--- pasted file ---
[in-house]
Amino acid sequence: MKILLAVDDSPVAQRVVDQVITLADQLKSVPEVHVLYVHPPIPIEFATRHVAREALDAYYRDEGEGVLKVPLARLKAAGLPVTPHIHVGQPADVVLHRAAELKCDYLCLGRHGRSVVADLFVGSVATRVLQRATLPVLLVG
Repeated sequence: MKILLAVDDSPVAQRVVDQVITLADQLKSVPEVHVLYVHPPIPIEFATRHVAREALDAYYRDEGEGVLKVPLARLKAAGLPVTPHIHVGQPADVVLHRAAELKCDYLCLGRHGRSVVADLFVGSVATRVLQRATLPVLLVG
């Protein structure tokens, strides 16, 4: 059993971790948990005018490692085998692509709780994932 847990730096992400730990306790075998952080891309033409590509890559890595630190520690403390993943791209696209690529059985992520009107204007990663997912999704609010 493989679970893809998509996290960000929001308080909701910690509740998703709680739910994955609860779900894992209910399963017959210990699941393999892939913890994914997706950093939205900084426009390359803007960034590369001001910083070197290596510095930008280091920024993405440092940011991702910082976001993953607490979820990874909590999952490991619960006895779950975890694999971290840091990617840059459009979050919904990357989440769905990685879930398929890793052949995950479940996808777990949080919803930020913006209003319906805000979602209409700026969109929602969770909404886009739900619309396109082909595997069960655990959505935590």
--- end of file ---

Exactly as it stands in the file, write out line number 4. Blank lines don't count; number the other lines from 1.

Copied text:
């Protein structure tokens, strides 16, 4: 059993971790948990005018490692085998692509709780994932 847990730096992400730990306790075998952080891309033409590509890559890595630190520690403390993943791209696209690529059985992520009107204007990663997912999704609010 493989679970893809998509996290960000929001308080909701910690509740998703709680739910994955609860779900894992209910399963017959210990699941393999892939913890994914997706950093939205900084426009390359803007960034590369001001910083070197290596510095930008280091920024993405440092940011991702910082976001993953607490979820990874909590999952490991619960006895779950975890694999971290840091990617840059459009979050919904990357989440769905990685879930398929890793052949995950479940996808777990949080919803930020913006209003319906805000979602209409700026969109929602969770909404886009739900619309396109082909595997069960655990959505935590």